# lenghts of sides triangle

• Dec 11th 2009, 08:37 AM
wolfhound
lenghts of sides triangle
Hello,
Can you tell me how to find the sides of he triangles in Q1 and Q2 in the attached drawing
they are right angled triangles
in question 2 i found that a=1.9 and b=1.3 using Soh

but i want to know If i can use $\displaystyle a^2 = b^2 + c^2 - 2bc(CosA)$

I want to be able to use other forumlas than a^2 + b^2=c^2

• Dec 11th 2009, 09:40 AM
Stuck Man
I don't think any values can be found for example 2.

The first example has a right angle and you don't want to use more complicated methods than is necessary so the Pythagoras theorem will do or the basic trigonometrical ratios.
• Dec 11th 2009, 11:28 AM
wolfhound
There is answers! I dont know how to get them someone help!!!!!!!! (Headbang)
• Dec 11th 2009, 01:53 PM
skeeter
Quote:

Originally Posted by wolfhound
Hello,
Can you tell me how to find the sides of he triangles in Q1 and Q2 in the attached drawing
they are right angled triangles
in question 2 i found that a=1.9 and b=1.3 using Soh

but i want to know If i can use $\displaystyle a^2 = b^2 + c^2 - 2bc(CosA)$

I want to be able to use other forumlas than a^2 + b^2=c^2

as stated previously by the Stuck Man ... question 2 does not have enough information.

you need one more side or one more angle. there are an infinite number of right triangles with hypotenuse length 2.3
• Dec 12th 2009, 02:22 AM
wolfhound
Sorry,
The angle B in question 2 is 34 degrees
Please tell me how to calculate the answers for the two questions,I have an important exam next week, can it be done with the other formula in my original post?I can seem to do them with that?is that formula only for triangles that are not 90*
• Dec 12th 2009, 02:28 AM
mr fantastic
Quote:

Originally Posted by wolfhound
Sorry,
The angle B in question 2 is 34 degrees
Please tell me how to calculate the answers for the two questions,I have an important exam next week, can it be done with the other formula in my original post?I can seem to do them with that?is that formula only for triangles that are not 90*

Q1. It's an isosceles triangle therefore c = 1.

Q2. You should know this:

$\displaystyle \sin 34^0 = \frac{\text{opposite side}}{\text{hypotenuse}} = \frac{b}{2.3} \Rightarrow ....$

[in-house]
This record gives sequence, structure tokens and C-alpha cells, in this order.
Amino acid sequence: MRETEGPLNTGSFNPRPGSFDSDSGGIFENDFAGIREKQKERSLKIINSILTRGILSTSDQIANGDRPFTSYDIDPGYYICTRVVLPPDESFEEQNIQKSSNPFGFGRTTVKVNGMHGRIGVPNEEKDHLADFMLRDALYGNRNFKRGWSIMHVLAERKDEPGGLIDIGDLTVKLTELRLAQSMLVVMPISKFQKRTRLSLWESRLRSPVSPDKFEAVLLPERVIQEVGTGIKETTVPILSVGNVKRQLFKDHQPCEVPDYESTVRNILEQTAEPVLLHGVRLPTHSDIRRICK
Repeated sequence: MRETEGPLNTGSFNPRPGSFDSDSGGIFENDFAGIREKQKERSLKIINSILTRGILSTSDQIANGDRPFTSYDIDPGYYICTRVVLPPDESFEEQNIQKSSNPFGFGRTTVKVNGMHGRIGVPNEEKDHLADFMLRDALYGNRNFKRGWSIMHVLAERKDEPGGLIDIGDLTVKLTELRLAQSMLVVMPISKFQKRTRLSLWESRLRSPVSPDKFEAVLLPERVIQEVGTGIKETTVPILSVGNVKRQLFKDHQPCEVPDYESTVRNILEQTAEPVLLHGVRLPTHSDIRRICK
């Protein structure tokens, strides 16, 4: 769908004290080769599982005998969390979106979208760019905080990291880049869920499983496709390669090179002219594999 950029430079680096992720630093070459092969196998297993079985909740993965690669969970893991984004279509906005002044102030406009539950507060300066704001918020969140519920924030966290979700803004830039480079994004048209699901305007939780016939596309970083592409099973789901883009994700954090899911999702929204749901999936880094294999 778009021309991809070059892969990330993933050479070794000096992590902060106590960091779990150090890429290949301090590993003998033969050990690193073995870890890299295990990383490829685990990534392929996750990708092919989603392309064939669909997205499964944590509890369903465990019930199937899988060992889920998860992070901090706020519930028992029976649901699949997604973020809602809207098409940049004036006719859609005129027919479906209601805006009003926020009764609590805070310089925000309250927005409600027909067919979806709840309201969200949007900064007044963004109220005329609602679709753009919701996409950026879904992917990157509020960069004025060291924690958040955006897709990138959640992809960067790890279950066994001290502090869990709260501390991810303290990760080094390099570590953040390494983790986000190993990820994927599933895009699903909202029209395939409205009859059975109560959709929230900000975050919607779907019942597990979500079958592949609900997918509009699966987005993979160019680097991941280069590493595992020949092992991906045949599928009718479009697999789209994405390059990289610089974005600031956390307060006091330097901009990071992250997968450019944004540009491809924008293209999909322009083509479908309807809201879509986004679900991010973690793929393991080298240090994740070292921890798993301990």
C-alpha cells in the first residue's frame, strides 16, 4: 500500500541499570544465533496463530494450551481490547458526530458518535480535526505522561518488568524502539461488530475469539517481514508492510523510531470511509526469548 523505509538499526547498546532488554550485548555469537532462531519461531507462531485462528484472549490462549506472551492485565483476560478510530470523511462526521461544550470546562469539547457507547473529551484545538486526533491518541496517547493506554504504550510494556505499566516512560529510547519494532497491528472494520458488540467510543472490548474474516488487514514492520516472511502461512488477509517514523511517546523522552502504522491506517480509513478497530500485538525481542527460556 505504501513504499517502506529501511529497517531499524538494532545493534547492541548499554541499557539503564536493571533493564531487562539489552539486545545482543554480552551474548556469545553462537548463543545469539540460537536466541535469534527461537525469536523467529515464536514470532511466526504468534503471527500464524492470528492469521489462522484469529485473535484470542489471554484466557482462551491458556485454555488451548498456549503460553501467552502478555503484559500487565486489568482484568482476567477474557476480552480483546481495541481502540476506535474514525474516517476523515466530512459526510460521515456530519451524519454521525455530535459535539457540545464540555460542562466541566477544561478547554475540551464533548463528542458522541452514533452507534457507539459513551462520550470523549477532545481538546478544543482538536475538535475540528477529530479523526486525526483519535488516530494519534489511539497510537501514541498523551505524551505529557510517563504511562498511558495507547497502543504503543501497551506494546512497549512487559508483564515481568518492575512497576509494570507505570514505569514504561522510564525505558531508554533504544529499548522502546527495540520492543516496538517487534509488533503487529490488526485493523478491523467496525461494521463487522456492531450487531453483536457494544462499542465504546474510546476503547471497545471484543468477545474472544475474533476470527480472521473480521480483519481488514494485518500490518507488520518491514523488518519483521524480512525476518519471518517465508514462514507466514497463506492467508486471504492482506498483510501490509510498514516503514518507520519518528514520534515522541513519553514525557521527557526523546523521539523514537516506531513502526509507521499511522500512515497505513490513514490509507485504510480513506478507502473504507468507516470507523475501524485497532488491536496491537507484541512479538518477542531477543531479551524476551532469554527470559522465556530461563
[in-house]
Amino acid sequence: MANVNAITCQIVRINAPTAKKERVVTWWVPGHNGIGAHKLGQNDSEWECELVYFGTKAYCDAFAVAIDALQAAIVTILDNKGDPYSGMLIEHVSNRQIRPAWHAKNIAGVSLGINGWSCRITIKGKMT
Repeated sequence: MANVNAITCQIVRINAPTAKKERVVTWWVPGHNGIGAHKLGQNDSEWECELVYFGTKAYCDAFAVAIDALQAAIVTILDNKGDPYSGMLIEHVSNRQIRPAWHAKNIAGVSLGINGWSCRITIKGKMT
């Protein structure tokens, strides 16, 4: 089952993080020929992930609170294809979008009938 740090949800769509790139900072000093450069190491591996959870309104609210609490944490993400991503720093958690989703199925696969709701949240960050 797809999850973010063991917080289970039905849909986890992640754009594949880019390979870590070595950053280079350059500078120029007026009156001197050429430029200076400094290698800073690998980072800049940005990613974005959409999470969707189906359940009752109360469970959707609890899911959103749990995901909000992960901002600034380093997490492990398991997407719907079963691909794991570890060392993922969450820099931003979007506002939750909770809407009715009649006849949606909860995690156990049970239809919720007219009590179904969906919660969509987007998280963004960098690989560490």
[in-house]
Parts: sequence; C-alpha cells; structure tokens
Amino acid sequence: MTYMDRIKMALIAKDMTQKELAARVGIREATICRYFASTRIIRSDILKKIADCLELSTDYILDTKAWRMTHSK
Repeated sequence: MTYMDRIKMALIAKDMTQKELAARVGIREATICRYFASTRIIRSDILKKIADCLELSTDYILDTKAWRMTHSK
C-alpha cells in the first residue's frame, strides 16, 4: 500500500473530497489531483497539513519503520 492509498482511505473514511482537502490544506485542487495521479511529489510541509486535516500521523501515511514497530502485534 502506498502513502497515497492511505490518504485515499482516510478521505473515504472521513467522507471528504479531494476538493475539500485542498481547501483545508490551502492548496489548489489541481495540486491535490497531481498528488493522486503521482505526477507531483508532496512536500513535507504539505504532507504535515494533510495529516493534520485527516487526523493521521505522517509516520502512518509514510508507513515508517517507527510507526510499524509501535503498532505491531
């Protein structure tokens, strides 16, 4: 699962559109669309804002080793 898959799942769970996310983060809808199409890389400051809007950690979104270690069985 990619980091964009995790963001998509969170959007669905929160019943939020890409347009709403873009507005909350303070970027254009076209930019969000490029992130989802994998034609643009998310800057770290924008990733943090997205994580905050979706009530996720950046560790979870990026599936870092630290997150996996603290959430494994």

$\displaystyle \cos 34^0 = \frac{\text{adjacent side}}{\text{hypotenuse}} = \frac{a}{2.3} \Rightarrow ....$
• Dec 12th 2009, 04:36 AM
wolfhound
Quote:

Originally Posted by mr fantastic
Q1. It's an isosceles triangle therefore c = 1.

Q2. You should know this:

$\displaystyle \sin 34^0 = \frac{\text{opposite side}}{\text{hypotenuse}} = \frac{b}{2.3} \Rightarrow ....$

$\displaystyle \cos 34^0 = \frac{\text{adjacent side}}{\text{hypotenuse}} = \frac{a}{2.3} \Rightarrow ....$

Yes thats how I got the sides on question 2.

But I want to know how to work out the other side is 1(in question 1). In the exam I cant just write 1,I need to prove it

When is this formula used $\displaystyle a^2 = b^2 + c^2 - 2bc(CosA)$
and why cant I find the other side using this?
• Dec 12th 2009, 04:52 AM
mr fantastic
Quote:

Originally Posted by wolfhound
Yes thats how I got the sides on question 2.

But I want to know how to work out the other side is 1(in question 1). In the exam I cant just write 1,I need to prove it

When is this formula used $\displaystyle a^2 = b^2 + c^2 - 2bc(CosA)$
and why cant I find the other side using this?

Did I not I say
Quote:

It's an isosceles triangle
which, I would have thought, provides the necessary justification.

Alternatively, use Pythagoras' Theorem. Alternatively, use $\displaystyle \sin 45^0 = \frac{\text{opposite side}}{\text{hypotenuse}}$ (which you should have realised from what I posted about question 2).

Why are you insisting on wanting to use the cosine rule? For a right angle triangle A = 90 degrees and it's just Pythagoras' Theorem. The cosne rule and the sine rule are used when you have a triangle that is NOT a right-triangle. You should know that.
• Dec 12th 2009, 06:55 AM
wolfhound
Quote:

Originally Posted by mr fantastic
Did I not I say

which, I would have thought, provides the necessary justification.

Alternatively, use Pythagoras' Theorem. Alternatively, use $\displaystyle \sin 45^0 = \frac{\text{opposite side}}{\text{hypotenuse}}$ (which you should have realised from what I posted about question 2).

Why are you insisting on wanting to use the cosine rule? For a right angle triangle A = 90 degrees and it's just Pythagoras' Theorem. The cosne rule and the sine rule are used when you have a triangle that is NOT a right-triangle. You should know that.

I am curious why I could not get a correct answer using the cosine rule? I thought it would work on right angled triangles also? NO?
I want to get in practice with the different formulas that is all (Clapping)
• Dec 13th 2009, 07:52 PM
Greek2Me
Here are links to tutorials for basic "right angle" trig, with a very DIFFERENT approach than the usuals "soh cah toa" mneumonic. The first shows you how to make a "Trig Tool", which elimininates memorizing a lot of formulas, the next two show you how to USE it.

How to Memorize the Trig Functions (Without Losing Your Mind!) | eHow.com
How to Pass That Trigonometry Exam (Without Losing Your MIND!) Part I - Unknown Sides | eHow.com
How to Pass That Trigonometry Exam (Without Losing Your MIND!) Part II - Unknown Angles | eHow.com